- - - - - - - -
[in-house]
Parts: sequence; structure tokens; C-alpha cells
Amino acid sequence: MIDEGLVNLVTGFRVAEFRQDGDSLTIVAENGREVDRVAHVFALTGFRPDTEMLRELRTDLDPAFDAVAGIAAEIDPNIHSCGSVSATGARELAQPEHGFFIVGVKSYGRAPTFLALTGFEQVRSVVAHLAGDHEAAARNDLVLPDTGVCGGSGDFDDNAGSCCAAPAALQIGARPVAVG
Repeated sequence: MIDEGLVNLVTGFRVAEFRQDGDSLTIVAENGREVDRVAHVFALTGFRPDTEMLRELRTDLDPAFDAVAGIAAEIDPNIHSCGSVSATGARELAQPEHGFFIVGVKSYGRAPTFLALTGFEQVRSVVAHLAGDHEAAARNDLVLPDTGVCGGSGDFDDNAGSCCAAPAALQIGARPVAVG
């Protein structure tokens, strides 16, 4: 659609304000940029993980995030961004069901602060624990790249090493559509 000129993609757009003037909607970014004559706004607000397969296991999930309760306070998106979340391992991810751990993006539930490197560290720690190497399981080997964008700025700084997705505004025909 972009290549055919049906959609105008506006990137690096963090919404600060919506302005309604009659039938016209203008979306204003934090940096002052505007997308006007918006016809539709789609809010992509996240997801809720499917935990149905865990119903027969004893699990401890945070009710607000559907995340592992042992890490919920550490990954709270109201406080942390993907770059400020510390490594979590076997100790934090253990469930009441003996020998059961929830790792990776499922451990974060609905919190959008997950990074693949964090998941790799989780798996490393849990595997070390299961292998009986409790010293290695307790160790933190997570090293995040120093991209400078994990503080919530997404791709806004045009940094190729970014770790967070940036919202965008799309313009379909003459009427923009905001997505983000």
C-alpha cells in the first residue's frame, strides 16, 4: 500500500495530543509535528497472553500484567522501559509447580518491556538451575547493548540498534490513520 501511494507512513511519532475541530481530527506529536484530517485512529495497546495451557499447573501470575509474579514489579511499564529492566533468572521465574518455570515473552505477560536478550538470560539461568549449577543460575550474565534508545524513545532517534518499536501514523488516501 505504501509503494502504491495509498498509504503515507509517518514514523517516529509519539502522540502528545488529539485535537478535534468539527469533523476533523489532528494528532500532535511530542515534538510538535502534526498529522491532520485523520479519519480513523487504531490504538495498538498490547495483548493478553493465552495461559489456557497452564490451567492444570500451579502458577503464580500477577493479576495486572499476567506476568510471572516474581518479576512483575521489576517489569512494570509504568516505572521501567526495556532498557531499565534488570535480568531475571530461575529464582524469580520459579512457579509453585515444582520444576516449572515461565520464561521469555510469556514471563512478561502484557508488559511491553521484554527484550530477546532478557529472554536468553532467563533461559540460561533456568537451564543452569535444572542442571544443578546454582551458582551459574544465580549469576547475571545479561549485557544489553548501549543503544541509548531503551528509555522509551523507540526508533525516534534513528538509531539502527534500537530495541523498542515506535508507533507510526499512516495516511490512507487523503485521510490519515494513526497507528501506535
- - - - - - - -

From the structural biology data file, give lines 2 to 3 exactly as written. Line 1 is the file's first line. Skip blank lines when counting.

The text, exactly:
Parts: sequence; structure tokens; C-alpha cells
Amino acid sequence: MIDEGLVNLVTGFRVAEFRQDGDSLTIVAENGREVDRVAHVFALTGFRPDTEMLRELRTDLDPAFDAVAGIAAEIDPNIHSCGSVSATGARELAQPEHGFFIVGVKSYGRAPTFLALTGFEQVRSVVAHLAGDHEAAARNDLVLPDTGVCGGSGDFDDNAGSCCAAPAALQIGARPVAVG